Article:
Like Now leaves odds in shreds in Gotham

36-to-1 shot goes wire-to-wire

`Sweet' finishes 3rd

March 19, 2006|By SANDRA MCKEE | SANDRA MCKEE,SUN REPORTER

NEW YORK -- Like Now. Like wow!

Like Now, a 36-to-1 long shot, broke to the lead and did the unlikely in his first test around two turns yesterday. Leading wire-to-wire in the Grade III, $200,000 Gotham Stakes run over 1 1/16 miles at Aqueduct, Like Now propelled himself into the early picture for the Kentucky Derby.

Keyed Entry, already in the Derby hunt, finished second, a neck back, while Maryland-based Sweetnorthernsaint broke ninth from the gate, moved into third after a quarter mile and maintained that position, finishing just a half-neck behind Keyed Entry.

"We'd been running against lollipops back home," said Sweetnorthernsaint's trainer, Michael Trombetta, who could do nothing else given that Maryland horses were restricted from going to other states due to an outbreak of equine herpes virus in the state this winter.

"We had to get some more experience and he fought a good fight here. He ran a good race against a top-tier group. I'm impressed."

Yesterday was the first day Maryland horses had been allowed to ship to New York since early January.

On a day that brought joy to the unlikely and brightened the Derby hopes of Like Now and Sweetnorthernsaint, pre-race favorite Achilles of Troy had no luck at all, winding up being vanned off the track after a fifth-place finish.

"He completely missed the break and, after that, the trip wasn't much smoother," said jockey Ramon Dominguez. "I was concerned from the get-go because, after breaking bad, he was picking it up on the backside and ... I realized it was going to take more than he was giving me."

Frank Amonte, who took over the training of Achilles of Troy a week ago, was not sure what happened immediately after the race. But after an examination, New York Racing Association chief veterinarian Anthony Verderosa said the colt "seemed a little sore in his right-front [leg]. We'll check on him tomorrow morning and talk to their vets. At this point, there was nothing we could see or feel."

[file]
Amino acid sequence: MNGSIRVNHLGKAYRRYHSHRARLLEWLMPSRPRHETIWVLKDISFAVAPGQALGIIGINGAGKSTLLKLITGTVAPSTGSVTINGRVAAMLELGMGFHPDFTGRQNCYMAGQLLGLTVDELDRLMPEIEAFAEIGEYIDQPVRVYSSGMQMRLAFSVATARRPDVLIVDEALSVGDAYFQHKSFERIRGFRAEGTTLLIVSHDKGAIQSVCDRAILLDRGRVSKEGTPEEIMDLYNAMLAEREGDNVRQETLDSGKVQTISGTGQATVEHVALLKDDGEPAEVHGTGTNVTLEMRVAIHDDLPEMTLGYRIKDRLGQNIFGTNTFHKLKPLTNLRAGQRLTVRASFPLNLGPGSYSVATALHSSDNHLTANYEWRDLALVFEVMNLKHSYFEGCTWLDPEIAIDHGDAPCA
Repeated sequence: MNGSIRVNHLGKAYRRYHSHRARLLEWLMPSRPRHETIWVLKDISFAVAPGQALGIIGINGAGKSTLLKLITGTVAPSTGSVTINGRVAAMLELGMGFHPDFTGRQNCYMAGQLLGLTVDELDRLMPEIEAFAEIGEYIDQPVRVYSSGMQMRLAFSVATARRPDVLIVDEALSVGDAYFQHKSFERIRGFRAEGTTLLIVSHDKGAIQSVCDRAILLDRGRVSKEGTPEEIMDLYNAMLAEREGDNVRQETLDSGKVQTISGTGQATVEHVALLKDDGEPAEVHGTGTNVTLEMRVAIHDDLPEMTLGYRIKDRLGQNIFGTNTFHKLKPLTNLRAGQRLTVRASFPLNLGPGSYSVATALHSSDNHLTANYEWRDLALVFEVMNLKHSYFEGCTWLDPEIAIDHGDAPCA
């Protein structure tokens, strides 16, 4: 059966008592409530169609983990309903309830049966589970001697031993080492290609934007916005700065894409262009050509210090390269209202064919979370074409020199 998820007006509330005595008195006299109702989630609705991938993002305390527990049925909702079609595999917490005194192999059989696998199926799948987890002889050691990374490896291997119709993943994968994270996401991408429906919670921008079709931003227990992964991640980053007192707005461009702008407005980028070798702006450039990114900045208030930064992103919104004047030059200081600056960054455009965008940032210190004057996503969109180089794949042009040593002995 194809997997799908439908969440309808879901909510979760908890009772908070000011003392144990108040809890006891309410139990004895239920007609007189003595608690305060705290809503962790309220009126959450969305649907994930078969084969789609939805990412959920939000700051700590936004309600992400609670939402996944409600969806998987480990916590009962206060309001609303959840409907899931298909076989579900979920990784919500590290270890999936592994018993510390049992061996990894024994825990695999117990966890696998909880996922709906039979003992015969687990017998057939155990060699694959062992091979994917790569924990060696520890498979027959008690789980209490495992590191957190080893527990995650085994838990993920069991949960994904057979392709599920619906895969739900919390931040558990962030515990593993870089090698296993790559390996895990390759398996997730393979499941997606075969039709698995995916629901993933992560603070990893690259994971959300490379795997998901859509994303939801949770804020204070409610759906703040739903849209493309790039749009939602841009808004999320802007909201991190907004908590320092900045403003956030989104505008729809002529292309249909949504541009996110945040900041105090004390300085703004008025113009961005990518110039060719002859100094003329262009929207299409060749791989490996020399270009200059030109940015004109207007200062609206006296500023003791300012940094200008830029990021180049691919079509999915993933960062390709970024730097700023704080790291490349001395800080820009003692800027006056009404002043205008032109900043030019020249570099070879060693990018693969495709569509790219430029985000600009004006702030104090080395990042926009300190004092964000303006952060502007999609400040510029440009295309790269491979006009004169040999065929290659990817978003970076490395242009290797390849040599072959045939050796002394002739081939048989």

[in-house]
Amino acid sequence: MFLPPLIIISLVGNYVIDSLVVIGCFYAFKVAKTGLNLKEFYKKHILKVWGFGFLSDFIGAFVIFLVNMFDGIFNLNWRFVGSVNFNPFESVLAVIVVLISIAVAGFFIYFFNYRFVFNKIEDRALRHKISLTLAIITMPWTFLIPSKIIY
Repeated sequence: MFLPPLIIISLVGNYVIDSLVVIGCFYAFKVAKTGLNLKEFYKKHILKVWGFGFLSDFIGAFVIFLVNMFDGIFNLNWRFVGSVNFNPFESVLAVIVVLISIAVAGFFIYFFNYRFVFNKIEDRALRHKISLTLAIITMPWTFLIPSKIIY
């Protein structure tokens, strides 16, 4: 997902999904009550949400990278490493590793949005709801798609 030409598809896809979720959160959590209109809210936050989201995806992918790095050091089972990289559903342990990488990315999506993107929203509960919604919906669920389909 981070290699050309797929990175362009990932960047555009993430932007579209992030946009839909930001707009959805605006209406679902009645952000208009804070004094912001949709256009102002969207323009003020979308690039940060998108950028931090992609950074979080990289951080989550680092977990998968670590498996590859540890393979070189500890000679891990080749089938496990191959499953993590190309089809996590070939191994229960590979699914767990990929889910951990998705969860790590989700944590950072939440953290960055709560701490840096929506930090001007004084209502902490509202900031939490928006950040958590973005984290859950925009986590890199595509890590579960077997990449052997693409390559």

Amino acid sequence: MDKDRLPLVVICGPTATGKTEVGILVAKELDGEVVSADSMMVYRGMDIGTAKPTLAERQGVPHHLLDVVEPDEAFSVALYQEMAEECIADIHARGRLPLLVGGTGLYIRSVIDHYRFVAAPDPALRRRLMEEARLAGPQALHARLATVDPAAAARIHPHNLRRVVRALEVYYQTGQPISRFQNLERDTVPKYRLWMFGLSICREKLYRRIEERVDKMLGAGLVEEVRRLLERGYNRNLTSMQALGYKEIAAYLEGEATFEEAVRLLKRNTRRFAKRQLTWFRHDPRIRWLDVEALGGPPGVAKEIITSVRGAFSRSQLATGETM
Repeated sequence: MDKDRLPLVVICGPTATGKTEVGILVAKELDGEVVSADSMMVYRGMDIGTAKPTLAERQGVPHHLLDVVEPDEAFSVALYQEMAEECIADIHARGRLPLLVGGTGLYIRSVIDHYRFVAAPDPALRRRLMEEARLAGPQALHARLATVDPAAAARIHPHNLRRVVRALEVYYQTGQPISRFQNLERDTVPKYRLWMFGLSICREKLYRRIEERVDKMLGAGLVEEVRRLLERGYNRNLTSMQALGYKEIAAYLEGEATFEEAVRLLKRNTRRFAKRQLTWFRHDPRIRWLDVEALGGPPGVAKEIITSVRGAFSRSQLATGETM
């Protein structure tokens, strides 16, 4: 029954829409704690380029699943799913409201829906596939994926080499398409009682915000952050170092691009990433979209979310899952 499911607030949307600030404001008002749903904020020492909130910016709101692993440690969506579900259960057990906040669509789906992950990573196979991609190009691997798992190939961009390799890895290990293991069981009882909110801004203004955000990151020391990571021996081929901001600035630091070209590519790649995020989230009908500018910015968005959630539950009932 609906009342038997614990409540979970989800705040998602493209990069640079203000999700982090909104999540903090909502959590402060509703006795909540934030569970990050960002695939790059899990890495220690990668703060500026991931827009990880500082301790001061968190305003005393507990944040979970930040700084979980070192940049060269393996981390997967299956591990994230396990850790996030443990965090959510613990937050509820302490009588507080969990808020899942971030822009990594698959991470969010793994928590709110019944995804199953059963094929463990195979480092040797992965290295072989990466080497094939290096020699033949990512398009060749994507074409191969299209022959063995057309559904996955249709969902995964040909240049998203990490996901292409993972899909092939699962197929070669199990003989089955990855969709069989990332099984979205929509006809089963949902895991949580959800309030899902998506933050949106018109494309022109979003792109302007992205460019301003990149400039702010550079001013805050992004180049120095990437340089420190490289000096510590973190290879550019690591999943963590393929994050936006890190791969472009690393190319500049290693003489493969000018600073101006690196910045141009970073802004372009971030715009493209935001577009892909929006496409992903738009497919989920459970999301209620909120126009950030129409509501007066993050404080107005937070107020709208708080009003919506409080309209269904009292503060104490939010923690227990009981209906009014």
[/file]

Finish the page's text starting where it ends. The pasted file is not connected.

Earlier, in the Grade III, $100,000 Cicada Stakes for 3 year-old fillies, Maryland-bred Celestial Legend, the undefeated daughter of City Zip, broke on top and ran her race, but could not hold off Wild Gams.

"She came by me like nothing," said jockey Erick Rodriguez, wide-eyed, after Celestial Legend lost for the first time in seven races. "When I asked [Celestial Legend], she went. But that horse [Wild Gams], well, - my horse tried very hard."

Wild Gams paid $7.40, $3.30 and $2.60 and won by 3 1/2 lengths.

Celestial Legend's trainer, Dale Capuano, said he was not disappointed by the result.

"Oh, no," he said. "Not too many stay undefeated. The horse that won was a better horse today. Celestial Legend ran as good as she could run, but no matter what we did, we weren't going to beat that filly today."

Capuano said he would consider an April race at Keeneland or the Miss Preakness Stakes at Pimlico for Celestial Legend, who is owned by Richard Shultz and David Menard.

In the Gotham, Like Now, who paid $74.50, $22.20 and $10.20, was not supposed to do what he did. A sprinter, many doubted he could handle the extended distance, but his trainer, Kiaran McLaughlin, wasn't one of the doubters.

"We thought he would be successful stretching out," said McLaughlin, who trains for owner John J. Dillon. "But you never know until you try. This was a tough spot to try. The last time he ran, the outrider had to pull him up, so we thought he would get the distance."

But down the stretch, Like Now wasn't pulling away. Keyed Entry fell short in his effort to catch him, but Sweetnorthernsaint was coming, missing second by half a neck.

Afterward, jockey Kent Desormeaux, riding Sweetnorthernsaint for the first time, told Trombetta he was sorry he had not pushed the horse earlier.

"My horse was very impressive," Desormeaux said. "You don't have to worry about a longer distance. He had a lot more to give."

But Trombetta was happy.

"It was his first time around two turns, his first time over a mile and a 16th and he was coming out of the 10 hole," he said. "I'm pleased. He did his personal best."

Trombetta said he would decide in the next three or four days on Sweetnorthernsaint's next race. McLaughlin, meanwhile, said immediately he'll have Like Now back at Aqueduct for the Wood Memorial next month.

Also happy, but for a different reason, was Maryland trainer Martin Venburg. He brought Eagle Head to the Gotham for owner Dan Lucas of New Market, Md., with just two races on his resume.

Eagle Head finished ninth in the 10-horse race, but Venburg was smiling.

"We gave it a shot," he said. "He didn't have enough maturity and he tired, but he ran good. He did his best."

smm2me@aol.com

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